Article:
Mr. Speaker, if that member had had his way, someone as talented and as capable as Paul Martin would never have been able to come to Ottawa and serve Canadians, or the Hon. Belinda Stronach, which is much the same thing.

We think it is incredibly positive that someone would give up a lucrative career to come to the nation's capital and make a commitment to public service. I wish we had more Canadians like that.

Mr. Wright has sought and followed all of the advice and counsel of the independent Conflict of Interest and Ethics Commissioner. He will be making a great contribution to the people of Canada.

Office of the Prime MinisterOral Questions

11:40 a.m.

Liberal

John McKay Liberal Scarborough—Guildwood, ON

Mr. Speaker, there is no question that the government is in serious need of talent. The former environment minister is returning to Bay Street with no cooling off period. The Prime Minister's own code prohibits him from seeking employment with any company with which he has had dealings while in office.

Three days ago, the former minister approved the Mount Milligan mine. CIBC has a significant interest in that mine. Yesterday, the former minister was overseeing the environmental process concerning Enbridge's northern gateway project. CIBC has $200 million invested in that project.

Why is there no cooling off period required for the former minister--

Office of the Prime MinisterOral Questions

11:40 a.m.

Liberal

The Speaker Liberal Peter Milliken

The hon. government House leader.

Office of the Prime MinisterOral Questions

11:40 a.m.

Ottawa West—Nepean Ontario

Conservative

John Baird ConservativeLeader of the Government in the House of Commons

Mr. Speaker, I think all members of the House will regret seeing the minister move on to a different career. He made an outstanding contribution to Canada and an outstanding contribution to his constituency.

We all know the member is a decent man with great ethical standards. He sought the advice and counsel of the independent Conflict of Interest and Ethics Commissioner who approved his actions.

G8 and G20 SummitsOral Questions

11:40 a.m.

Liberal

Mark Holland Liberal Ajax—Pickering, ON

Mr. Speaker, as we continue to unearth more than a billion dollars in outrageous summit waste, the cost to Toronto is just starting to roll in.

Yesterday, it was revealed that businesses small and large paid a heavy price for the Conservative photo op. In the restaurant sector alone, 93% of downtown businesses saw significant losses over those two weeks. Average losses were 55% in what should have been the busiest week of the year. They have no compensation and no positive impact, only the pain of lost business and a government that does not seem to care.

In the middle of a recession, with businesses already hard hit, why has the government left them to suffer?

G8 and G20 SummitsOral Questions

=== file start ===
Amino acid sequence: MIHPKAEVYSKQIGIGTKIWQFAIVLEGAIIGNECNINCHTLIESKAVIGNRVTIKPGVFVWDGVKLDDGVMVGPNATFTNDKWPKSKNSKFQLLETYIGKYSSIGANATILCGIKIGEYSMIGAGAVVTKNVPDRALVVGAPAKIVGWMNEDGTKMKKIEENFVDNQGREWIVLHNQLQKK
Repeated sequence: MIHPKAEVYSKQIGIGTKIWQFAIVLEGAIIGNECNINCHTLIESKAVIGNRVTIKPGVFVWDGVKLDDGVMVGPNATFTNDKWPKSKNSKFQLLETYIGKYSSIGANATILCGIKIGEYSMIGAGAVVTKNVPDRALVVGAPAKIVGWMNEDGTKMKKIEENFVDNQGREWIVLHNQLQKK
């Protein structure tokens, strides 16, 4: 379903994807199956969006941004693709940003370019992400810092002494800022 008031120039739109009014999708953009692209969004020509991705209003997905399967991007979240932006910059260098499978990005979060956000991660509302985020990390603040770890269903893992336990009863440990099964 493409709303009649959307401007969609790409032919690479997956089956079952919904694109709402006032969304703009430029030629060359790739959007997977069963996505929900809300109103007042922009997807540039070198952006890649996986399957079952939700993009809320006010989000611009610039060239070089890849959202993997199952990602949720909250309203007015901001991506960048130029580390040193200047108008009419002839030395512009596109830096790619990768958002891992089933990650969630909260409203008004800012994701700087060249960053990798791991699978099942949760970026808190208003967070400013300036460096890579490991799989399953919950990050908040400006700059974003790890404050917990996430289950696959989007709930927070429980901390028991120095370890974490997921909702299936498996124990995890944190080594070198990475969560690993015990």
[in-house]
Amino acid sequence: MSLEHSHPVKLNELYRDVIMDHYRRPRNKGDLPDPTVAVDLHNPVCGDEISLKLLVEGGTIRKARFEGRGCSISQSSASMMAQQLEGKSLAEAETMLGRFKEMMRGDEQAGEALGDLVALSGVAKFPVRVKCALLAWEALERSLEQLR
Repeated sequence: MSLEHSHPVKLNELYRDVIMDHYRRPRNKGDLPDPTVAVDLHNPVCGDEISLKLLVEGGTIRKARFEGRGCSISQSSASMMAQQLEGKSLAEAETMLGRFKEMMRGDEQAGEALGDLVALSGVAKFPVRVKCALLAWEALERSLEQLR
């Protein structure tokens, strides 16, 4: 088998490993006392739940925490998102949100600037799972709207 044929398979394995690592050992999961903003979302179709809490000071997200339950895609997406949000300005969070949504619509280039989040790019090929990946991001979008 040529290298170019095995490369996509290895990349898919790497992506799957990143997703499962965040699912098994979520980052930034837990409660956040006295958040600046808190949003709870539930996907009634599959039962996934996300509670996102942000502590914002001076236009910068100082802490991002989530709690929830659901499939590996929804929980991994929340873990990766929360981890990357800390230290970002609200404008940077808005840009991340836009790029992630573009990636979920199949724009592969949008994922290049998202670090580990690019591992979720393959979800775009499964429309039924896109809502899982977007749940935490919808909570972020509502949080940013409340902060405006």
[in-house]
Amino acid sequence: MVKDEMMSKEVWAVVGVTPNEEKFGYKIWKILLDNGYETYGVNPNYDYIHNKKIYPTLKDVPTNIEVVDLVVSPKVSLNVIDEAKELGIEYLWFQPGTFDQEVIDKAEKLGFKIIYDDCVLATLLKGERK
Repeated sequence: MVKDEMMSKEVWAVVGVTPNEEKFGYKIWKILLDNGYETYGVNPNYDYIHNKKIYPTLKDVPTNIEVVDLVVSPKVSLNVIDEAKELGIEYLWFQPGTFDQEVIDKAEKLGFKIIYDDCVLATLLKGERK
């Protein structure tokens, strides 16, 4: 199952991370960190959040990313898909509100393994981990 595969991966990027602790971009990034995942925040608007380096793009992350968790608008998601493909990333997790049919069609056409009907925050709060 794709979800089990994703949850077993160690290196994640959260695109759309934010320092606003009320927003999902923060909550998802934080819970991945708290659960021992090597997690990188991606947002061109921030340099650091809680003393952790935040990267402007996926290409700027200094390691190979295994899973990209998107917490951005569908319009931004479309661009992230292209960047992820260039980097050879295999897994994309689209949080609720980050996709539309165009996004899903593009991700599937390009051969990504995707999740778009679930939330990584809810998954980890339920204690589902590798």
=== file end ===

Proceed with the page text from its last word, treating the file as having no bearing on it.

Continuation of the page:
11:40 a.m.

Pontiac Québec

Conservative

Lawrence Cannon ConservativeMinister of Foreign Affairs

Mr. Speaker, there is a compensation policy in place and it is the exact same policy used by previous governments for past summits.

All claims must be submitted by November 18 of this year in order to be eligible.

G8 and G20 SummitsOral Questions

11:40 a.m.

Liberal

Mark Holland Liberal Ajax—Pickering, ON

Mr. Speaker, six months later and guess how many have been paid? Zero. Every business has been left out in the cold. Only the Conservative government could spend $1 billion and put people out of work. This is an absolutely outrageous situation.

Businesses in the height of summer were counting on business. Those weeks were stolen from them. Six months later, is this the best the government can give them?

People's jobs are on the line. Businesses are on the line. The minister had better stand and give a better answer than that.

G8 and G20 SummitsOral Questions

11:45 a.m.

Pontiac Québec

Conservative

Lawrence Cannon ConservativeMinister of Foreign Affairs

Mr. Speaker, the feigned rage by my colleague will certainly not help these people receive what they are normally in line to receive.

Once again, the assessments of all claims will be made in co-operation with Audit Services Canada and payments will be administered in accordance with Treasury Board guidelines.

The EconomyOral Questions

11:45 a.m.

Conservative

Mike Allen Conservative Tobique—Mactaquac, NB

Mr. Speaker, while our Conservative government is focused on jobs and lowering taxes, the Liberals want to hike taxes, halting our recovery in its tracks and killing almost 400,000 jobs.

More and more Canadians are hearing how the Liberal plan will threaten jobs. The Canadian Chamber of Commerce warns that the Liberal tax hike plan is a “disastrous idea” that would “put the brakes on” job growth. Canadian Manufacturers and Exporters said, “Canadian business investment needed to sustain an economic recovery is threatened by [the] Liberal Party”.

Could the Parliamentary Secretary to the Minister of Finance inform the House of our government's record on job creation?